The opinion also reviewed the legislative history of the Copyright Act of 1976. It found that prior versions of the Copyright Act had not imposed any geographical limitation and that the legislative history of the new Act showed no intention on Congress’s part to create such a limitation. The Court noted that the first sale doctrine is a long-standing common law principle which is consistent with principles of American law favoring competition and consumer freedom. Relying heavily on amicus briefs, the Court found many bad consequences that could befall libraries, museums, technology companies, museums and even automobile manufacturers, were the first sale doctrine to be limited by geography.
The opinion also rejected the publisher’s argument that the statement in Quality King, stating that the first sale doctrine “presumably” is limited to US-manufactured goods, was binding. Judge Breyer found the passing statement to be non-binding dictum, unnecessary to the Quality King decision and on an issue not briefed by the parties in that case. The Court recognized that a decision in Kirtsaeng’s favor may make it impossible for copyright holders to divide foreign and domestic markets, but said that nothing in the copyright law favored giving holders such a right of division. To the contrary, said the Court, the first sale doctrine had been codified, and in language that did not imply a right in copyright owners to have more than ordinary commercial power to divide international markets. Lastly, the Court rejected the argument that the US had officially adopted a policy opposing “international exhaustion.”
Justice Elena Kagan, joined by Justice Samuel Alito, filed a concurring opinion. She concluded that the problem lay not in the current case, but in Quality King, which she suggested may have interpreted section 602(a)(1) in an overly restrictive manner. She suggested that Congress may wish to amend 602(a)(1) to permit infringement suits against importers alone, but not against US libraries, museums and retailers which purchase and resell goods manufactured abroad.
Kirtsaeng is likely to have noticeable consequences on the international market for copyrighted works and goods. The decision gives a green light to US businesses to purchase abroad, import and resell lower-priced “gray market” copyrighted goods. The decision will affect not only typical copyrighted goods as books and records, but also decorative and ornamental goods. It is likely to benefit wholesale stores and e-commerce businesses that can afford to operate in the international arena. Publishers can increase their selling price abroad to attempt to obtain more revenue, but this may lead to lower readership and greater copyright infringement in the affected countries. The decision may also force US trade representatives to retreat from the position against “international exhaustion” that they have taken in international trade negotiations.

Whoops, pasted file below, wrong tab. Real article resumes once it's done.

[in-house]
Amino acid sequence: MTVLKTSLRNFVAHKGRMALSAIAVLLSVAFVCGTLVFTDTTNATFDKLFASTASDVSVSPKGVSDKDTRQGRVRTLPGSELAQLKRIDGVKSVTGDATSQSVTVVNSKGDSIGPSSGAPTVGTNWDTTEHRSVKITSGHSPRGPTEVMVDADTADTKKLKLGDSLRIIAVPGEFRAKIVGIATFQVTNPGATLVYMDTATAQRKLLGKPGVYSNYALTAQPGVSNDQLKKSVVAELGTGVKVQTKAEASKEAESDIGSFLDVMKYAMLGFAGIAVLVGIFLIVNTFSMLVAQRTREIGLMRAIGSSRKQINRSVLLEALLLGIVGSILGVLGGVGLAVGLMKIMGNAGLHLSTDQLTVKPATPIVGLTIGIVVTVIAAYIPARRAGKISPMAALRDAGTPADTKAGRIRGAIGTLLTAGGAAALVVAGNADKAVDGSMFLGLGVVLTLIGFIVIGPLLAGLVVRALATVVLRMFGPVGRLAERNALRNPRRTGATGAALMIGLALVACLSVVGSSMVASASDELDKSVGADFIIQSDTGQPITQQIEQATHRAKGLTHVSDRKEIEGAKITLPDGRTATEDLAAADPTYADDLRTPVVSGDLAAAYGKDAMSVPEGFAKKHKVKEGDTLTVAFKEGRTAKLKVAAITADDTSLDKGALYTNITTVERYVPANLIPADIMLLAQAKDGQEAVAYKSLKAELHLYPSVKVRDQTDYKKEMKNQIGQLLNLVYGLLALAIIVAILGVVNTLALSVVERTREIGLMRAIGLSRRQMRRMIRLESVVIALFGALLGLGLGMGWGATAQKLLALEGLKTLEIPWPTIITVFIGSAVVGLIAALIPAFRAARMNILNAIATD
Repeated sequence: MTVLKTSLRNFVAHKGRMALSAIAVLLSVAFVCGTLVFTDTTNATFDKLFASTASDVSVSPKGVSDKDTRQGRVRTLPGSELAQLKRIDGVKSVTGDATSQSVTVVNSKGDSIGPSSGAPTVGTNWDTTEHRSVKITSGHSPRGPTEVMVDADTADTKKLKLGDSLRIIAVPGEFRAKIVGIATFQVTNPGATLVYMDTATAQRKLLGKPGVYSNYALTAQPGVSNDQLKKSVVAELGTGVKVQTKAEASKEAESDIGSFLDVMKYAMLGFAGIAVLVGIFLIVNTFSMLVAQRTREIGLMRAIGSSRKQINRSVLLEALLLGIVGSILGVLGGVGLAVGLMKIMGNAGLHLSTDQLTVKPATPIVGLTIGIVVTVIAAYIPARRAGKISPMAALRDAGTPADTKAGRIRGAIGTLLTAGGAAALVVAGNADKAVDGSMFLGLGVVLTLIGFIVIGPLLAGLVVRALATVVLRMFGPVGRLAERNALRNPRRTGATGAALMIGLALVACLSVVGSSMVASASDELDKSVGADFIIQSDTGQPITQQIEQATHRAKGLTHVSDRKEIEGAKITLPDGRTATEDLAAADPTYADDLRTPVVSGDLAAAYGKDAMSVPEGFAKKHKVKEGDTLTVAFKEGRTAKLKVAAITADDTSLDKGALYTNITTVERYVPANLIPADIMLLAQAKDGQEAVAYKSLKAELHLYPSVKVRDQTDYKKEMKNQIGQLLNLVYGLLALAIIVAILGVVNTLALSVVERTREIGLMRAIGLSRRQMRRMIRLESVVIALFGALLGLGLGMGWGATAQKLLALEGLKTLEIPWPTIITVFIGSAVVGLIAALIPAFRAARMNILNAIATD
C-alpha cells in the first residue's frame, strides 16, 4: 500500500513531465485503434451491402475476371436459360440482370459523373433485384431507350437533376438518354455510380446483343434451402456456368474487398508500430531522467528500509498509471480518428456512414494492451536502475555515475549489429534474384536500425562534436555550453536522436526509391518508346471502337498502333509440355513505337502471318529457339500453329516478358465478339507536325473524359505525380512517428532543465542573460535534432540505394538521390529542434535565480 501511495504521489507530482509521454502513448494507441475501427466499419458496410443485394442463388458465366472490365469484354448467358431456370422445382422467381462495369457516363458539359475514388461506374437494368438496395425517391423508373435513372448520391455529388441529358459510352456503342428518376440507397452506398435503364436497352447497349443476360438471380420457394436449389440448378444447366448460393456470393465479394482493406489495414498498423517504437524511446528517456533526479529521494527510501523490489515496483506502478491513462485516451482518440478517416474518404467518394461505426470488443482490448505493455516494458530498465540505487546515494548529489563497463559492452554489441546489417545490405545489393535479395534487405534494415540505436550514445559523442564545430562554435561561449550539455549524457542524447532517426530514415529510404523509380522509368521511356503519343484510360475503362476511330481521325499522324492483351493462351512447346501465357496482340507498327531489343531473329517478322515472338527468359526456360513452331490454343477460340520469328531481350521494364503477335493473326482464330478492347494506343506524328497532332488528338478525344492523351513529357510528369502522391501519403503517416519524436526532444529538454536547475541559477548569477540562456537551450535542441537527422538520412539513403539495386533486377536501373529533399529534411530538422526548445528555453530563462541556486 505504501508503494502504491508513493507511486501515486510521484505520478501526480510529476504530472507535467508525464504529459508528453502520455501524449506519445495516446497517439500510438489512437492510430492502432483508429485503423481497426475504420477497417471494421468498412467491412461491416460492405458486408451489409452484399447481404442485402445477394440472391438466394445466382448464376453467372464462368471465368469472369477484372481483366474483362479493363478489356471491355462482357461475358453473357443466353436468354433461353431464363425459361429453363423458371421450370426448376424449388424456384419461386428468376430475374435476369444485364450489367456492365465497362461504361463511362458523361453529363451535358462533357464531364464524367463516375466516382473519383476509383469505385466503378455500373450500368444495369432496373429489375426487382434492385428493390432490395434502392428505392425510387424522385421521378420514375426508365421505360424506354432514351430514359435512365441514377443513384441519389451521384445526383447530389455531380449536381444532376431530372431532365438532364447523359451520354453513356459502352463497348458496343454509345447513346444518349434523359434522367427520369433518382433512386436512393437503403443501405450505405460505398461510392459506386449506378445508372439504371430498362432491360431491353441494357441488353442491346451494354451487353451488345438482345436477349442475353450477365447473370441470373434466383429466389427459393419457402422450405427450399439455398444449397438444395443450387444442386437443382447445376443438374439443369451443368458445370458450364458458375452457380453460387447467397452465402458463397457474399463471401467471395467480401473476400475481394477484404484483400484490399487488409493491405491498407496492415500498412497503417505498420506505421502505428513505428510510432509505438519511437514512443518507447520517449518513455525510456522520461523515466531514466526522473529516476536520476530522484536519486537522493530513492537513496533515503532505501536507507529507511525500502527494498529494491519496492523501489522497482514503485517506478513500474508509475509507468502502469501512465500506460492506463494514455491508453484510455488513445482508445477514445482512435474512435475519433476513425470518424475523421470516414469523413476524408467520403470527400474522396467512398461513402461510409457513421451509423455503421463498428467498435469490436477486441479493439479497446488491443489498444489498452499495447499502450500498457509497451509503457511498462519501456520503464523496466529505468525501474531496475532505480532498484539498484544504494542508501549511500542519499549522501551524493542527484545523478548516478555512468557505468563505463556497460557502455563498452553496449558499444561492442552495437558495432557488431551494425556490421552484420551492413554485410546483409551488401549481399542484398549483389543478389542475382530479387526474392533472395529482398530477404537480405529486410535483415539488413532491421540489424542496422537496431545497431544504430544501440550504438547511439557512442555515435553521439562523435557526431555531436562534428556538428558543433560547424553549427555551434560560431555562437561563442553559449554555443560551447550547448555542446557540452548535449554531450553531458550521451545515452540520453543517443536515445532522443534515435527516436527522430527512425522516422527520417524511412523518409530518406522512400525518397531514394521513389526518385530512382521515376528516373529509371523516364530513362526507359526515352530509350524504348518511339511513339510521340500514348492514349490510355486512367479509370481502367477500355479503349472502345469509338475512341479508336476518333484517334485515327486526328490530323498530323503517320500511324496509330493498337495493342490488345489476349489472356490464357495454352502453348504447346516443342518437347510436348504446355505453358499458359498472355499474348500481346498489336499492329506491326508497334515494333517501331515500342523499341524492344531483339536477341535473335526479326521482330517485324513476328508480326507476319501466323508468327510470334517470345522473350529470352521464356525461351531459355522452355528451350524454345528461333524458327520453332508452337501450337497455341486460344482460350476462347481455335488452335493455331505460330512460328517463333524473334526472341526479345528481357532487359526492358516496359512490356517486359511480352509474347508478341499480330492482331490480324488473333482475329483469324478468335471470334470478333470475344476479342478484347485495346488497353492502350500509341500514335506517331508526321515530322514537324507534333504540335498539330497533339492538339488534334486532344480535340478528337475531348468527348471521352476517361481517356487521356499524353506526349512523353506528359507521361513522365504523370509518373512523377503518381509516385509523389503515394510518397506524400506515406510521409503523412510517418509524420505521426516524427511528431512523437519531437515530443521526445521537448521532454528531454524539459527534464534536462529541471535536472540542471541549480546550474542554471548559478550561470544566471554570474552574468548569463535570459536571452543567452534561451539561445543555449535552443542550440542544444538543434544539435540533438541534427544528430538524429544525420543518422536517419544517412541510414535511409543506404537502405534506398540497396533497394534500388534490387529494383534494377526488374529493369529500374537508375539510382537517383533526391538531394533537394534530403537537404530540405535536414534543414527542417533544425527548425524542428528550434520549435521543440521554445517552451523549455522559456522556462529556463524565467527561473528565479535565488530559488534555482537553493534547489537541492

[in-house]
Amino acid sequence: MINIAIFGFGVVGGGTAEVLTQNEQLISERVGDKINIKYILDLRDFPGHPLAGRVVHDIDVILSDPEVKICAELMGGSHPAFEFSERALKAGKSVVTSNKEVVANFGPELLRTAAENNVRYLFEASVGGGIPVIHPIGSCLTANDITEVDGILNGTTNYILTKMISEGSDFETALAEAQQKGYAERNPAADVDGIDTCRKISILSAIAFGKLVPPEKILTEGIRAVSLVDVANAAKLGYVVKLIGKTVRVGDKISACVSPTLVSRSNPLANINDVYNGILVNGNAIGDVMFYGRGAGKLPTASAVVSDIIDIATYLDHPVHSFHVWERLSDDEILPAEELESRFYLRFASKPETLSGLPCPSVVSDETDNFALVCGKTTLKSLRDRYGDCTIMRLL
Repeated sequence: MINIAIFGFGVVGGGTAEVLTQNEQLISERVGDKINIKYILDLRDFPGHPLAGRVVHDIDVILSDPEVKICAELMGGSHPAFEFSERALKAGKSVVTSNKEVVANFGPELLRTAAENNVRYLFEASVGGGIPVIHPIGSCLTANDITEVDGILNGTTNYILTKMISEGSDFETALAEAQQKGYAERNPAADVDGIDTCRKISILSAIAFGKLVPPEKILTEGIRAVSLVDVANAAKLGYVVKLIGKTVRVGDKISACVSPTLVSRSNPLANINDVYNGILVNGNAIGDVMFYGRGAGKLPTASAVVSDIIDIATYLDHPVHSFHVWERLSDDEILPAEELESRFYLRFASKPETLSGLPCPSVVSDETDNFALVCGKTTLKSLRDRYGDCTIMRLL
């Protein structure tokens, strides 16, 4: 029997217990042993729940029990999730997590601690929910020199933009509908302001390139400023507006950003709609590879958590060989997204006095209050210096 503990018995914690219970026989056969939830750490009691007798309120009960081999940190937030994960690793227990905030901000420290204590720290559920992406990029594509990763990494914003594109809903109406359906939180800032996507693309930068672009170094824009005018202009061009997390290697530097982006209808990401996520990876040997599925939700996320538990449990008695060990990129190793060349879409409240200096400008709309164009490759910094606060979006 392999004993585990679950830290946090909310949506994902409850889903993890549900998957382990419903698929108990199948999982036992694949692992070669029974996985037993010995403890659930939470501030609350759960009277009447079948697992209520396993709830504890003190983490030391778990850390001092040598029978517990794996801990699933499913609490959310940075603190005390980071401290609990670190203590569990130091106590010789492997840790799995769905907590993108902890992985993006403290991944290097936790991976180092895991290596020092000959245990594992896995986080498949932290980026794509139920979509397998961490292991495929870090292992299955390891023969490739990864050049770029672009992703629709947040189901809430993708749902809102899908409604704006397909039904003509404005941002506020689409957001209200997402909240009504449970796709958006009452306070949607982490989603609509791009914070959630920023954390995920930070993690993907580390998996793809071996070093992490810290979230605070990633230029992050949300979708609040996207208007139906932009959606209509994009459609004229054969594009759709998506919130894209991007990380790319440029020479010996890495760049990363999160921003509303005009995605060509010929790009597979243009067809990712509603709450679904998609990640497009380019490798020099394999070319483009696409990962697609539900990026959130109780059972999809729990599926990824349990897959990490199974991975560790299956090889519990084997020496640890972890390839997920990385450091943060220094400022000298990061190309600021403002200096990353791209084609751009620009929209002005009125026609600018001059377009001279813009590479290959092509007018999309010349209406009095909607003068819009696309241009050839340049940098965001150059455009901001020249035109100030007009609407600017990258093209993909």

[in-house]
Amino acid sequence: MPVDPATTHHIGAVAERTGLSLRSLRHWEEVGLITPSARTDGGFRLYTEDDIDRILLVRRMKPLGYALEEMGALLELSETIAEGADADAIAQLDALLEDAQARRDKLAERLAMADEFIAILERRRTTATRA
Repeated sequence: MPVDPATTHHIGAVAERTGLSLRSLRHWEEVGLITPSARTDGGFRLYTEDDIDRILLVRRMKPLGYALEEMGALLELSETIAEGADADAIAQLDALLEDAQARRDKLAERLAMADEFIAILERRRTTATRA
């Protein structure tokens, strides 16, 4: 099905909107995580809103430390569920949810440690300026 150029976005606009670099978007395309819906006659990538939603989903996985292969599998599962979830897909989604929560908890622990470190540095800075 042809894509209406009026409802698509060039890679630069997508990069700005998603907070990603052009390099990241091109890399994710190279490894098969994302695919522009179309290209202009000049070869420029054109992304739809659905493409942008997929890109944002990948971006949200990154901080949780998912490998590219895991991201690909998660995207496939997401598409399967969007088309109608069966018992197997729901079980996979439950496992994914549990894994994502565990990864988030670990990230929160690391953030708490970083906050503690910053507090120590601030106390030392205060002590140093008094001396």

Publishers may attempt to regain the upper hand by switching from a sale to a licensing model for their works. Section 109(a)’s first sale doctrine only applies to sales of authorized copies, not to licenses. This trend is already in place: today many consumers download e-books which are in fact licensed rather than sold, instead of purchasing physical copies. Sellers of book e-readers already use digital rights management to restrict device owners from downloading book content from servers outside the US. These kinds of restrictions are likely to be tightened and extended.
Publishers will undoubtedly seek changes in the law to restore their ability to divide international markets, perhaps urging Congress to enact Justice Kagan’s suggestion of a revision that allows unauthorized importers to be sued as infringers, but provides immunity to US purchasers of foreign-manufactured copyrighted goods. Wholesale stores, e-commerce merchants and consumer organizations will push back, arguing that the US public benefits from low prices and that overturning the decision would result in price discrimination against US consumers. This may be a situation where the strength of the opposing economic interests is roughly equal – a scenario that does not favor passage of new legislation.
For more information about this decision, please contact:
Ann K. Ford
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1 568 U.S. ___ , 2013 WL 1104736 (U.S. Mar. 19, 2013)
2 568 U.S. ___ , 2013 WL 1104736 (U.S. Mar. 19, 2013)
3 523 U.S. 135, 145 (1998).